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Tuesday, February 19 , 2019, 2:12 am | Fair 42º

 
 
 
Your Health

Health Tips to Start the New Year Right

The new year provides an opportunity to make your meals a little bit healthier. How about starting 2017 with a new approach to eating better? Cottage Health’s clinical dietitian, Stacey Bailey, provides some tips to make healthy eating a daily practice.

Portions, Portions, Portions

Eating too large of portions is the biggest (literal) reason people overeat. Try not to eat anything bigger than your fist or palm and balance your plate.

One-fourth of your plate should be protein, one-fourth starch, and one-half vegetables and/or fruit. If you are still hungry after 20 minutes, eat more vegetables to provide a lot of bulk (fiber) and few calories.

Your body might take a few weeks to adjust to a new (lower) calorie level so give your stomach a chance to adapt to eating less.

Also remember that when you eat out you will most likely be served larger portions than what you would eat at home. Remember that you do not have to eat your entire plate; try to eat only until you are full and take the rest home. If you know this is going to be difficult, try ordering half portions or even putting half in a box before you start eating.

Go for Whole Grains

Whole grains such as oatmeal, whole wheat bread and brown rice are important because your body does not digest them as quickly as more refined (white) carbohydrates. This helps keep you fuller longer and keeps both insulin and blood sugar levels more stable. This is due to the high fiber content, which also helps lower cholesterol levels.

White foods have already been processed so your body does not have to do much work to digest them. They pass through your digestive system quickly, provide very little nutrition (they have been stripped of many nutrients) and then in turn make you hungry again right away. White foods include white bread, rice, pasta, packaged cookies, crackers and many cereals.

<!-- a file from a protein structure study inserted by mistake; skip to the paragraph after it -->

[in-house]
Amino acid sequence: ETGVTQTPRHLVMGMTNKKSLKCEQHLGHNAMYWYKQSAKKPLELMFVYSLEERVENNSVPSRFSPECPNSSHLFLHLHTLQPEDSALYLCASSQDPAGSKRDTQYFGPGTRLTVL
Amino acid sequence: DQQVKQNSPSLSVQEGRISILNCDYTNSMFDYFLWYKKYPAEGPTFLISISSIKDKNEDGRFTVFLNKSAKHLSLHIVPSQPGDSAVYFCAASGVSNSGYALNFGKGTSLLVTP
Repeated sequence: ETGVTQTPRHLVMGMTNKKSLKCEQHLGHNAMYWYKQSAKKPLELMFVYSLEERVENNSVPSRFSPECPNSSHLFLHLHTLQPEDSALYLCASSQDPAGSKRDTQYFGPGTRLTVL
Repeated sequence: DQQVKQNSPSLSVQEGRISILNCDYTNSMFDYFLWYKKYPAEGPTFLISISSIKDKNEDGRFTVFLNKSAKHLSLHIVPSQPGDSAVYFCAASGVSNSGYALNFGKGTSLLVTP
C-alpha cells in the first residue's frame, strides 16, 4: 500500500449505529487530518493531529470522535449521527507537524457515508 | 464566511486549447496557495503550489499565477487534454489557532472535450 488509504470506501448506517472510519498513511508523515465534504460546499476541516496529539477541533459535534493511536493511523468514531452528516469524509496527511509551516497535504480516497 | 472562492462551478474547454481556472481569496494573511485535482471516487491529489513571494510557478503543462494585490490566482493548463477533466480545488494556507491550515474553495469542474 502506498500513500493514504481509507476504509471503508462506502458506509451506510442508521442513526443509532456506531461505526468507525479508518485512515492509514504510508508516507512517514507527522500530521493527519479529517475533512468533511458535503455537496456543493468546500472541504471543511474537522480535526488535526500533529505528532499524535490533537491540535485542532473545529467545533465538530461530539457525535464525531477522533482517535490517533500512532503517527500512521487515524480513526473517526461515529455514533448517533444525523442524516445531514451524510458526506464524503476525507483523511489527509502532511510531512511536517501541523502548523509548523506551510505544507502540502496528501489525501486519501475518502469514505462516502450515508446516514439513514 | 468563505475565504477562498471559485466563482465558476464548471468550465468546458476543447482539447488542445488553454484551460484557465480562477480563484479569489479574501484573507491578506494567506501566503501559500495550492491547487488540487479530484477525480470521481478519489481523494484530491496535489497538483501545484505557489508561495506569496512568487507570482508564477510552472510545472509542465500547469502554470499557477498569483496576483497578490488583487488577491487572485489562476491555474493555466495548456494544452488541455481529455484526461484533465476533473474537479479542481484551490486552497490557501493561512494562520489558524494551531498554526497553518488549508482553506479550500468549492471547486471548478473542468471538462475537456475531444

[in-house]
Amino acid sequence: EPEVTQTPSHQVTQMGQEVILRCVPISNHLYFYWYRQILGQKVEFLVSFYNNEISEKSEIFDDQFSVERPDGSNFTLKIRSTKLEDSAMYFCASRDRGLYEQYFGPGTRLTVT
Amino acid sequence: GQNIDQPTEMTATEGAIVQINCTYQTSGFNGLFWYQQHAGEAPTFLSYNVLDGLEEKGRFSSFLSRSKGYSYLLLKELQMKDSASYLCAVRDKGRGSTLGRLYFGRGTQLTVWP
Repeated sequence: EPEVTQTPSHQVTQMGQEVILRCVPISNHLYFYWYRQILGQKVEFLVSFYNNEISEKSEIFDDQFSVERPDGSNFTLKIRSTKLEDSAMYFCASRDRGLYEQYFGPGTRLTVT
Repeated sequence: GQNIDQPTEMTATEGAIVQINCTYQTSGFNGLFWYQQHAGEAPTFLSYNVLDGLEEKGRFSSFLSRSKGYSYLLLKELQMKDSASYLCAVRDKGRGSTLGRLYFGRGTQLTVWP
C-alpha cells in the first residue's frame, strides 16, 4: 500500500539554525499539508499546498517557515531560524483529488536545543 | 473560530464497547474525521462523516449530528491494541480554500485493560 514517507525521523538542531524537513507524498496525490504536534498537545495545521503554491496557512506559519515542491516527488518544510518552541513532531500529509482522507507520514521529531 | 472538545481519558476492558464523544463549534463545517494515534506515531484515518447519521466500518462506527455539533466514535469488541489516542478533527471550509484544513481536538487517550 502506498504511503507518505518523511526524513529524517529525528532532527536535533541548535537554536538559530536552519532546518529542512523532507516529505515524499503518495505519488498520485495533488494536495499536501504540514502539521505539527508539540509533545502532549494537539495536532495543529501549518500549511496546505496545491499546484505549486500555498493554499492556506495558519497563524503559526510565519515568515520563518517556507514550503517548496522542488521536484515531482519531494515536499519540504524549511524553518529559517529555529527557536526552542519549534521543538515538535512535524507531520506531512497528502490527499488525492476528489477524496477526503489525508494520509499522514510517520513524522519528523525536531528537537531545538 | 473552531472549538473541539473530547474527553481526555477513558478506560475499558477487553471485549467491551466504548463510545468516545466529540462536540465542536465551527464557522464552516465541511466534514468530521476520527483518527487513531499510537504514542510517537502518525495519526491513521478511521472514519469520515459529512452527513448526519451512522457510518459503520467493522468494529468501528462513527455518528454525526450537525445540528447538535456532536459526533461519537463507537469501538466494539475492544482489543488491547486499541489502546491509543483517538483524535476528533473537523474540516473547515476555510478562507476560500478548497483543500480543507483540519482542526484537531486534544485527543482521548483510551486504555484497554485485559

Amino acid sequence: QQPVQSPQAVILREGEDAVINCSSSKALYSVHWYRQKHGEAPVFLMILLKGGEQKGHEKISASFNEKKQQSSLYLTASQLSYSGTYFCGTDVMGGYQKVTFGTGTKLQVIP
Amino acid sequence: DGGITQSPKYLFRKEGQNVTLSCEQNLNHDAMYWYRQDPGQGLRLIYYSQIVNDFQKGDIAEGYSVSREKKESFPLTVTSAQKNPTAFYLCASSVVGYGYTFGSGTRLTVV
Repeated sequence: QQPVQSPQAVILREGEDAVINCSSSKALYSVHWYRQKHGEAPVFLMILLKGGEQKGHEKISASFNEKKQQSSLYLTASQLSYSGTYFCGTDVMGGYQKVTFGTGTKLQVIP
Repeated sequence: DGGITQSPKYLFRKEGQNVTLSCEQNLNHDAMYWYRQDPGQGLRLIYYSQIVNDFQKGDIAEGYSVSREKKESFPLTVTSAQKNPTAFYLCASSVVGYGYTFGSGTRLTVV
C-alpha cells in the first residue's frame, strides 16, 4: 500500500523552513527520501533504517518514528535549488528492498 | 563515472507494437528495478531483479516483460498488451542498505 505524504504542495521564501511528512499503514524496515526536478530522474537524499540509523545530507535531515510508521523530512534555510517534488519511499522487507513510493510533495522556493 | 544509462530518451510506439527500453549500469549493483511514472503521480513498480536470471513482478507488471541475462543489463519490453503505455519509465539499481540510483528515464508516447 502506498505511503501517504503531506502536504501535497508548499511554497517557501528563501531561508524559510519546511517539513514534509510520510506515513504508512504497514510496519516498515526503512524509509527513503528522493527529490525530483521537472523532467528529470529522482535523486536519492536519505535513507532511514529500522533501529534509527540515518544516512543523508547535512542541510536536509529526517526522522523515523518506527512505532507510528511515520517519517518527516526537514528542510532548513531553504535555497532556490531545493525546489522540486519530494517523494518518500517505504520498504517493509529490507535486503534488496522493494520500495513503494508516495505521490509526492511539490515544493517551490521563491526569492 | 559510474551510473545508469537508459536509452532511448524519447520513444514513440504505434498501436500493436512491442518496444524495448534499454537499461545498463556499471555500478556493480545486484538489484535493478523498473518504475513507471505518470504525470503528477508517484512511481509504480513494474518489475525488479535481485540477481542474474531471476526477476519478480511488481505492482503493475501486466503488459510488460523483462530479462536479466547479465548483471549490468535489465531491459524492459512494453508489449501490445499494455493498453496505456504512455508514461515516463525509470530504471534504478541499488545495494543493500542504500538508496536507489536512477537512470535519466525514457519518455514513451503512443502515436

Look for “whole grain” or “whole wheat” as the first or second ingredient on the label.

Aim for 5-9 Servings of Fruits and Vegetables Daily

Vegetables and fruits are nutritional powerhouses, and are loaded with essential vitamins and minerals, fiber and other antioxidants. They have many health benefits, including lower blood pressure, lower risk of cancer, heart disease and stroke, and fewer digestive problems (ie: less constipation that can lead to diseases such as diverticulitis).

Fruits and vegetables are also good sources of fiber, which just like whole grains, can help to fill your stomach for fewer calories.

Healthy Fats Instead of No Fats

Fats are an essential part of our diet. They play an important role in making us feel full and satisfied after eating (think about eating a plain bagel vs a bagel with peanut butter). So instead of avoiding fats, which often leads to overeating in attempt to find more foods to satisfy us, reach for fats from healthy sources.

Healthy fats include mono and polyunsaturated fats such as olive oil, grapeseed oil, nuts, seeds, avocados and nut butters. Also, omega-3 fats from foods such as salmon or tuna help decrease inflammation and can protect the heart.

Limit your intake of both saturated and trans fats as these fats raise the risk of heart disease. Most of these fats are found in high-fat dairy products, meats, fried and processed foods.

Make Friends with Fish

Fish is a great lean protein source and also contains omega-3 fats. Most of us do not get enough omega-3 fats in our diet, which can cause an imbalance and lead to inflammation. This can then lead to health problems such as heart disease.

If you just can’t stomach eating fish two to three times per week, try other sources of omega-3 fats such as walnuts or flaxseed.

Choose Lean Protein Sources and Lower-Fat Dairy Foods

Eat more skinless white meat chicken, turkey and fish, and less red meat. Beans, legumes, tofu, nuts and seeds are also good vegetarian protein sources. If you do eat red meat, choose lean cuts such as loin, round, or 90 percent to 95 percent lean ground beef, and limit to once per week or less.

Choose low-fat dairy products in place of the full-fat versions, or look for alternatives such as soy, almond or rice. Most “alternative” milks offer similar nutrients as cow’s milk but typically contain fewer calories and no cholesterol.

Try to Eat Less Processed Foods